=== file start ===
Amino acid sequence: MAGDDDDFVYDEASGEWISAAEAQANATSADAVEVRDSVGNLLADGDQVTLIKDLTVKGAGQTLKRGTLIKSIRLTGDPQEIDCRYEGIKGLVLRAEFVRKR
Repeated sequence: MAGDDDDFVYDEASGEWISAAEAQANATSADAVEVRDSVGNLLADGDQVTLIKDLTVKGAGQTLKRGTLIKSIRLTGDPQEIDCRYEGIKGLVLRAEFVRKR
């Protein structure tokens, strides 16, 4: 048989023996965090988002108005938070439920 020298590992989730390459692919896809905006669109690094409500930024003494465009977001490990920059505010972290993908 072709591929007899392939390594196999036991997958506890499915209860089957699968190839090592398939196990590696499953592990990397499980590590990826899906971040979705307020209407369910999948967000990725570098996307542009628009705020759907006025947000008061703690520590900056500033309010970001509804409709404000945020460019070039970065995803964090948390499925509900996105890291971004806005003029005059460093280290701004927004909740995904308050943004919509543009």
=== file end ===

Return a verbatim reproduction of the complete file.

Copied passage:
Amino acid sequence: MAGDDDDFVYDEASGEWISAAEAQANATSADAVEVRDSVGNLLADGDQVTLIKDLTVKGAGQTLKRGTLIKSIRLTGDPQEIDCRYEGIKGLVLRAEFVRKR
Repeated sequence: MAGDDDDFVYDEASGEWISAAEAQANATSADAVEVRDSVGNLLADGDQVTLIKDLTVKGAGQTLKRGTLIKSIRLTGDPQEIDCRYEGIKGLVLRAEFVRKR
């Protein structure tokens, strides 16, 4: 048989023996965090988002108005938070439920 020298590992989730390459692919896809905006669109690094409500930024003494465009977001490990920059505010972290993908 072709591929007899392939390594196999036991997958506890499915209860089957699968190839090592398939196990590696499953592990990397499980590590990826899906971040979705307020209407369910999948967000990725570098996307542009628009705020759907006025947000008061703690520590900056500033309010970001509804409709404000945020460019070039970065995803964090948390499925509900996105890291971004806005003029005059460093280290701004927004909740995904308050943004919509543009």